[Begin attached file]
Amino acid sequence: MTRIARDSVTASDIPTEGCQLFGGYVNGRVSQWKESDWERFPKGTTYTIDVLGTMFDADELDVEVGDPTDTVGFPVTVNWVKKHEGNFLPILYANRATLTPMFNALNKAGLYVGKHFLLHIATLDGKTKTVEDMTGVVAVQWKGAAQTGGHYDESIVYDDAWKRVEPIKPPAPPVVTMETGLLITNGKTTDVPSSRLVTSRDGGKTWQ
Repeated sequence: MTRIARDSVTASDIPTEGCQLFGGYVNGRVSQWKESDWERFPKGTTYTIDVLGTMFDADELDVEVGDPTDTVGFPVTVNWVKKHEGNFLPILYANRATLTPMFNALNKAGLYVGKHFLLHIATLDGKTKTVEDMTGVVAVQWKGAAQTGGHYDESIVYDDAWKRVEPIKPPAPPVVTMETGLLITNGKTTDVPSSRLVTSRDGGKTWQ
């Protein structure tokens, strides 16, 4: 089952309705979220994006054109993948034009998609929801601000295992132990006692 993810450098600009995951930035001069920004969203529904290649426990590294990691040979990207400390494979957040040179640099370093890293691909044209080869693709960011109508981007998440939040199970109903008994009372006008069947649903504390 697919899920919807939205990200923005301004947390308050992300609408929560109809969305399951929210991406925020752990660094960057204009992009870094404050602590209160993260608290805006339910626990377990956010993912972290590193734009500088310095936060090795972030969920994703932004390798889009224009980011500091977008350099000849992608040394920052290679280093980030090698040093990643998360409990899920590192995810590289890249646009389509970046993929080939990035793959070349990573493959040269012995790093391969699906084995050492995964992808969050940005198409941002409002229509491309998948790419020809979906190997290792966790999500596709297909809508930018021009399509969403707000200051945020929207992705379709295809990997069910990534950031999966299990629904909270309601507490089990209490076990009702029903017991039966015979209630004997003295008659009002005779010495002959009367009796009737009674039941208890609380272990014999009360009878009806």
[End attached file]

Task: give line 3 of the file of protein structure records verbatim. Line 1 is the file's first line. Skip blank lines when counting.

């Protein structure tokens, strides 16, 4: 089952309705979220994006054109993948034009998609929801601000295992132990006692 993810450098600009995951930035001069920004969203529904290649426990590294990691040979990207400390494979957040040179640099370093890293691909044209080869693709960011109508981007998440939040199970109903008994009372006008069947649903504390 697919899920919807939205990200923005301004947390308050992300609408929560109809969305399951929210991406925020752990660094960057204009992009870094404050602590209160993260608290805006339910626990377990956010993912972290590193734009500088310095936060090795972030969920994703932004390798889009224009980011500091977008350099000849992608040394920052290679280093980030090698040093990643998360409990899920590192995810590289890249646009389509970046993929080939990035793959070349990573493959040269012995790093391969699906084995050492995964992808969050940005198409941002409002229509491309998948790419020809979906190997290792966790999500596709297909809508930018021009399509969403707000200051945020929207992705379709295809990997069910990534950031999966299990629904909270309601507490089990209490076990009702029903017991039966015979209630004997003295008659009002005779010495002959009367009796009737009674039941208890609380272990014999009360009878009806």